From the classroom to communications, Zac Rantz is making a name for himself in the education arena.
Rantz joined Nixa Public Schools in 2002, teaching English, journalism and Web design. In May 2008, he was hired as the district’s communications coordinator, and in June, he was promoted to director of communications.
“Through my efforts in communication, many other districts have come to Nixa or asked me to speak so they can copy what we do,” says Rantz, a 1998 Nixa High School graduate who holds a bachelor’s in secondary English and education and a master’s in communication from Drury University. “Because of that, I have developed guidelines and steps to show them how to start a successful program in their school districts.”His willingness to share what he knows with others led to a full presentation this summer at the National School Public Relations Association Conference.
In 2009, the Missouri School Public Relations Association named Rantz its Rookie of the Year. He served as president-elect of the organization for the 2011–12 school year, and this year, he holds the association’s top post, an honor that he cites as his most notable accomplishment to date because he was nominated by peers.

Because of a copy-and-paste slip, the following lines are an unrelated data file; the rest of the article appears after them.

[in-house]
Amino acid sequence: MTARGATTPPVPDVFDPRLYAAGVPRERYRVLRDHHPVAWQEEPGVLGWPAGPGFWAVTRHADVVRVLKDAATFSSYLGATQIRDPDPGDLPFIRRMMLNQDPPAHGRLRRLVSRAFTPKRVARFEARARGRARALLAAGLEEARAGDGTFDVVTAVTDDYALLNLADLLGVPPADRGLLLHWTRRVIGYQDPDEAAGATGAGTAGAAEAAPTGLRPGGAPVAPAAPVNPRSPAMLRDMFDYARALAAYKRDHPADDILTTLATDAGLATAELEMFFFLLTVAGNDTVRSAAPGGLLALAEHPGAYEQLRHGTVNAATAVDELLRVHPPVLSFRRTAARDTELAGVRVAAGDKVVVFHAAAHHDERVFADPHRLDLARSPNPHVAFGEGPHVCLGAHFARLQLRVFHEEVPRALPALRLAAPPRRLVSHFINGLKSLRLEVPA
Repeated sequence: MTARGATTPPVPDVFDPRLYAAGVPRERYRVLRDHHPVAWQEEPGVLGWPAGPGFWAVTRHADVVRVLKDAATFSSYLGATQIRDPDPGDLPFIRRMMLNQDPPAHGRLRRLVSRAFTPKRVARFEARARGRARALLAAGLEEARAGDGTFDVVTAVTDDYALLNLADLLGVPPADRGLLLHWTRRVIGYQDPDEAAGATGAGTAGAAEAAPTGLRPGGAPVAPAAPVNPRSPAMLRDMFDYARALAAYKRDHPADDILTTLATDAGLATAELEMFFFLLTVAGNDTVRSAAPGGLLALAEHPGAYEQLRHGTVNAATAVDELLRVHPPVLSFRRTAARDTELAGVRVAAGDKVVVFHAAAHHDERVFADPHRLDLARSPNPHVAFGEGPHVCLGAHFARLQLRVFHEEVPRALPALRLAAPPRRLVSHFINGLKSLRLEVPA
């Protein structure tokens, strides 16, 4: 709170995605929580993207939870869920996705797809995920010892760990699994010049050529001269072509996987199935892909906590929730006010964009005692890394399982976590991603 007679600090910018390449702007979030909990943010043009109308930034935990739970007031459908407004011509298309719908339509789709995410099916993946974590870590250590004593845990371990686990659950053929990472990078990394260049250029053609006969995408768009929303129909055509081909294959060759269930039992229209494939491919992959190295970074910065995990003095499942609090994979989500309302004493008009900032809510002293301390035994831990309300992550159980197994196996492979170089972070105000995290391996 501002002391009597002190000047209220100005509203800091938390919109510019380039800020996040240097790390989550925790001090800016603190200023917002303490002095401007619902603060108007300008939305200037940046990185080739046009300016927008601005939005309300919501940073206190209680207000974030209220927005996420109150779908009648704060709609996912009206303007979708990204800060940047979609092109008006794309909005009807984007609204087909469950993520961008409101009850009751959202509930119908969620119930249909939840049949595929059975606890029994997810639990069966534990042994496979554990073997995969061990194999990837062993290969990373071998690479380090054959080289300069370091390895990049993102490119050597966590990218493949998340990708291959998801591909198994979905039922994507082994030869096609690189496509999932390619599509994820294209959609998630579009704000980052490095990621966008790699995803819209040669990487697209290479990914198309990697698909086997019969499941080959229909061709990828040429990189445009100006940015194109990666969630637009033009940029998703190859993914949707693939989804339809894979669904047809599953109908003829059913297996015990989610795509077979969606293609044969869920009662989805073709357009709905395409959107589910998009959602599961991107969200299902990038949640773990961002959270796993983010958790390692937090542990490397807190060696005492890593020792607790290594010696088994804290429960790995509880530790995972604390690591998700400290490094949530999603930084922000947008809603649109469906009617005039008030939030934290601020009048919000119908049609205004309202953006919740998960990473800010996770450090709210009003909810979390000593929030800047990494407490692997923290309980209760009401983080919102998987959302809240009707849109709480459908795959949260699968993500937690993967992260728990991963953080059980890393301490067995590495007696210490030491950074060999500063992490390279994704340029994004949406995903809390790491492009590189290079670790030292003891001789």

“You can strive for goals and step on people’s toes, but that means nothing,” Rantz says. “When those around me see that I am a person they would like to lead them and a person who can help guide an organization to greater heights, then I have accomplished something.”
Rantz also has a broad history of helping his community, from a previous role as coordinator of Students Against Destructive Decisions to current roles that include serving on the board of directors for the McAuley Counseling Center and the Nixa Education Foundation. Among his accomplishments with the foundation, Rantz points to legislative approval that granted personalized license plates for NEF.
“It was a three-year process of politics and committee meetings, but it will set the foundation for Nixa to have a program that will last for years into the future,” says Rantz, a 2011 inductee into the Nixa Public Schools Academic Hall of Fame.
Through his band, Human Anyway, Rantz also gives support, playing at events such as Relay for Life and the ABC’s “Extreme Makeover: Home Edition” build in Joplin. Rantz says the band will soon release its second album and has been booked for events through the summer and into the fall.
“Who says you can’t be a professional by day and a rock star by night?” he says. Click here for full coverage of the 2012 Men of the Year.